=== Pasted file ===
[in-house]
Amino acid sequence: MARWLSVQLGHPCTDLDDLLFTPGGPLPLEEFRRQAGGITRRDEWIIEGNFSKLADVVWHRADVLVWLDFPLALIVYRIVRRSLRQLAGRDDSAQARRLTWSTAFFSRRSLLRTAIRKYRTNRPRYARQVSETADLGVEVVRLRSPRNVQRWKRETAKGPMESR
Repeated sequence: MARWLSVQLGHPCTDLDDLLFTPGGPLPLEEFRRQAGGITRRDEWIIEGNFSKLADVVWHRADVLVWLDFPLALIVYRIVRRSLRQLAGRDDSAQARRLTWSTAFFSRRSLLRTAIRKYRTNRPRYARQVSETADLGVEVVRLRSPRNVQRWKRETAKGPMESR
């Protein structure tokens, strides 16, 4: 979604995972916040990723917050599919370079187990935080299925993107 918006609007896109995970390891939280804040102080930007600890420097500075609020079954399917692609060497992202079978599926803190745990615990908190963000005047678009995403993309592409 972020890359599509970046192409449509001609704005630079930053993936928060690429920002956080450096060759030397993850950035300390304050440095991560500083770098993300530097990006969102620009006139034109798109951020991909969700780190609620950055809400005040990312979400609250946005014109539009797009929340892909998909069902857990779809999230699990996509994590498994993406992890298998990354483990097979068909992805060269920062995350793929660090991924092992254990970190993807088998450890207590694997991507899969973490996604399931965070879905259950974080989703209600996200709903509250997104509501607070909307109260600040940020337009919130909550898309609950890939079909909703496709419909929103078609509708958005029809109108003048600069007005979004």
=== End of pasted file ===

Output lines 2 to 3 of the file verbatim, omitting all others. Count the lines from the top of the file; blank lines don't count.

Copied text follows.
Amino acid sequence: MARWLSVQLGHPCTDLDDLLFTPGGPLPLEEFRRQAGGITRRDEWIIEGNFSKLADVVWHRADVLVWLDFPLALIVYRIVRRSLRQLAGRDDSAQARRLTWSTAFFSRRSLLRTAIRKYRTNRPRYARQVSETADLGVEVVRLRSPRNVQRWKRETAKGPMESR
Repeated sequence: MARWLSVQLGHPCTDLDDLLFTPGGPLPLEEFRRQAGGITRRDEWIIEGNFSKLADVVWHRADVLVWLDFPLALIVYRIVRRSLRQLAGRDDSAQARRLTWSTAFFSRRSLLRTAIRKYRTNRPRYARQVSETADLGVEVVRLRSPRNVQRWKRETAKGPMESR